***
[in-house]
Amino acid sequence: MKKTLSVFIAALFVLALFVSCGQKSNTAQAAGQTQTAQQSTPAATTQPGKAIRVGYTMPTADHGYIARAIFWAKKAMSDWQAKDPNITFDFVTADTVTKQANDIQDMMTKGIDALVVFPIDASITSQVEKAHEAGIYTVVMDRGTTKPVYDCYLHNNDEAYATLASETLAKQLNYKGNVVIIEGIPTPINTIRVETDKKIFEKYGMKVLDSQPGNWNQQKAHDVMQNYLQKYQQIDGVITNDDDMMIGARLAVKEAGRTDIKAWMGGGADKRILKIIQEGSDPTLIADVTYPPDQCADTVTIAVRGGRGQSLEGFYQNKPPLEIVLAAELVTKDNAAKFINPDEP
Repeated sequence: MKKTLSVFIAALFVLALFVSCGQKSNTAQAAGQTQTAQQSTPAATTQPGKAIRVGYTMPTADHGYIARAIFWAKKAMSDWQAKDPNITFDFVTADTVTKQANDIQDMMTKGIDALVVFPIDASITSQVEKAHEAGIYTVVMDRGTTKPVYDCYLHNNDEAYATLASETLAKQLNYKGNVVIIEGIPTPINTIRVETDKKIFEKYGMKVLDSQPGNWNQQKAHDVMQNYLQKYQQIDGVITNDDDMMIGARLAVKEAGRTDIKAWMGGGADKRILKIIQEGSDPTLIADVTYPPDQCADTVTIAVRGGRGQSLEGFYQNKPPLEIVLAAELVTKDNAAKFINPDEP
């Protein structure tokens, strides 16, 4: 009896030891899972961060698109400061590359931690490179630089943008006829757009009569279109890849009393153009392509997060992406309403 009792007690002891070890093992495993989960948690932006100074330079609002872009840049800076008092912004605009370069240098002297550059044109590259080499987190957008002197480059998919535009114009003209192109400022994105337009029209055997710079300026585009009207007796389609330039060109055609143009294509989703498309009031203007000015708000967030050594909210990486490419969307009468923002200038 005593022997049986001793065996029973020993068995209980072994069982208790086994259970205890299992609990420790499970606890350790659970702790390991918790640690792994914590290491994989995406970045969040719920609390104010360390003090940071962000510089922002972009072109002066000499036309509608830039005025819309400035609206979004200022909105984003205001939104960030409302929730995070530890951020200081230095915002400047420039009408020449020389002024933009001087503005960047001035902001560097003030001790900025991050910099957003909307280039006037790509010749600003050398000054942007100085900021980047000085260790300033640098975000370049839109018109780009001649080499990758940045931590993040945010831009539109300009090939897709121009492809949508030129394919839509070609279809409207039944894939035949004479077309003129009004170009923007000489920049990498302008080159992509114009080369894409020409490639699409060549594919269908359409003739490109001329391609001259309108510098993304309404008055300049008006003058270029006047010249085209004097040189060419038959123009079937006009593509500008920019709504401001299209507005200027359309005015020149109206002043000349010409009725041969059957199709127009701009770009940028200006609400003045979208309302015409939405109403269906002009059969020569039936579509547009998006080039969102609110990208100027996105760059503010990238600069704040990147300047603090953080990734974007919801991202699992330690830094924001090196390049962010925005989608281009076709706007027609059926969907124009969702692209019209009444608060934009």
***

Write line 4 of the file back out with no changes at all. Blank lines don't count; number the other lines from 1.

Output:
């Protein structure tokens, strides 16, 4: 009896030891899972961060698109400061590359931690490179630089943008006829757009009569279109890849009393153009392509997060992406309403 009792007690002891070890093992495993989960948690932006100074330079609002872009840049800076008092912004605009370069240098002297550059044109590259080499987190957008002197480059998919535009114009003209192109400022994105337009029209055997710079300026585009009207007796389609330039060109055609143009294509989703498309009031203007000015708000967030050594909210990486490419969307009468923002200038 005593022997049986001793065996029973020993068995209980072994069982208790086994259970205890299992609990420790499970606890350790659970702790390991918790640690792994914590290491994989995406970045969040719920609390104010360390003090940071962000510089922002972009072109002066000499036309509608830039005025819309400035609206979004200022909105984003205001939104960030409302929730995070530890951020200081230095915002400047420039009408020449020389002024933009001087503005960047001035902001560097003030001790900025991050910099957003909307280039006037790509010749600003050398000054942007100085900021980047000085260790300033640098975000370049839109018109780009001649080499990758940045931590993040945010831009539109300009090939897709121009492809949508030129394919839509070609279809409207039944894939035949004479077309003129009004170009923007000489920049990498302008080159992509114009080369894409020409490639699409060549594919269908359409003739490109001329391609001259309108510098993304309404008055300049008006003058270029006047010249085209004097040189060419038959123009079937006009593509500008920019709504401001299209507005200027359309005015020149109206002043000349010409009725041969059957199709127009701009770009940028200006609400003045979208309302015409939405109403269906002009059969020569039936579509547009998006080039969102609110990208100027996105760059503010990238600069704040990147300047603090953080990734974007919801991202699992330690830094924001090196390049962010925005989608281009076709706007027609059926969907124009969702692209019209009444608060934009």